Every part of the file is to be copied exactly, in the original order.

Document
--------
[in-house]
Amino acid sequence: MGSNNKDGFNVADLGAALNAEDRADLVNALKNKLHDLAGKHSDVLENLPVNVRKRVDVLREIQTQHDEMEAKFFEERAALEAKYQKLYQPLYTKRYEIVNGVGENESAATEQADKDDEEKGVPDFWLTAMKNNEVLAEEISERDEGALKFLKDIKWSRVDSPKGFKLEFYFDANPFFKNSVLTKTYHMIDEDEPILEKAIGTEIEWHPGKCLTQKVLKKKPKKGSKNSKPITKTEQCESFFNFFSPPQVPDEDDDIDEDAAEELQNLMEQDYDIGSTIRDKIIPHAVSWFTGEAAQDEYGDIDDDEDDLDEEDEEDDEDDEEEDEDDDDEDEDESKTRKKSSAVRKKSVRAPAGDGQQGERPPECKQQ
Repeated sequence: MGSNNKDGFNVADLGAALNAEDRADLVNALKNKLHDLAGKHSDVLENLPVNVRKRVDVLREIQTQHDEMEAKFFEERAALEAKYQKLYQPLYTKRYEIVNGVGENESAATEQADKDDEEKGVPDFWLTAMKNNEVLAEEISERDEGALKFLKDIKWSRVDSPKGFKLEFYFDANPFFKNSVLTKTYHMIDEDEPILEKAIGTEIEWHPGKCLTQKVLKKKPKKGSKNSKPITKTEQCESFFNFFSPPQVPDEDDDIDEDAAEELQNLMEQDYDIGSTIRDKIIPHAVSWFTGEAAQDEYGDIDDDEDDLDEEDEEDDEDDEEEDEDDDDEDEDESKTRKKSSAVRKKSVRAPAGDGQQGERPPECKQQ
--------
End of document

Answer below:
[in-house]
Amino acid sequence: MGSNNKDGFNVADLGAALNAEDRADLVNALKNKLHDLAGKHSDVLENLPVNVRKRVDVLREIQTQHDEMEAKFFEERAALEAKYQKLYQPLYTKRYEIVNGVGENESAATEQADKDDEEKGVPDFWLTAMKNNEVLAEEISERDEGALKFLKDIKWSRVDSPKGFKLEFYFDANPFFKNSVLTKTYHMIDEDEPILEKAIGTEIEWHPGKCLTQKVLKKKPKKGSKNSKPITKTEQCESFFNFFSPPQVPDEDDDIDEDAAEELQNLMEQDYDIGSTIRDKIIPHAVSWFTGEAAQDEYGDIDDDEDDLDEEDEEDDEDDEEEDEDDDDEDEDESKTRKKSSAVRKKSVRAPAGDGQQGERPPECKQQ
Repeated sequence: MGSNNKDGFNVADLGAALNAEDRADLVNALKNKLHDLAGKHSDVLENLPVNVRKRVDVLREIQTQHDEMEAKFFEERAALEAKYQKLYQPLYTKRYEIVNGVGENESAATEQADKDDEEKGVPDFWLTAMKNNEVLAEEISERDEGALKFLKDIKWSRVDSPKGFKLEFYFDANPFFKNSVLTKTYHMIDEDEPILEKAIGTEIEWHPGKCLTQKVLKKKPKKGSKNSKPITKTEQCESFFNFFSPPQVPDEDDDIDEDAAEELQNLMEQDYDIGSTIRDKIIPHAVSWFTGEAAQDEYGDIDDDEDDLDEEDEEDDEDDEEEDEDDDDEDEDESKTRKKSSAVRKKSVRAPAGDGQQGERPPECKQQ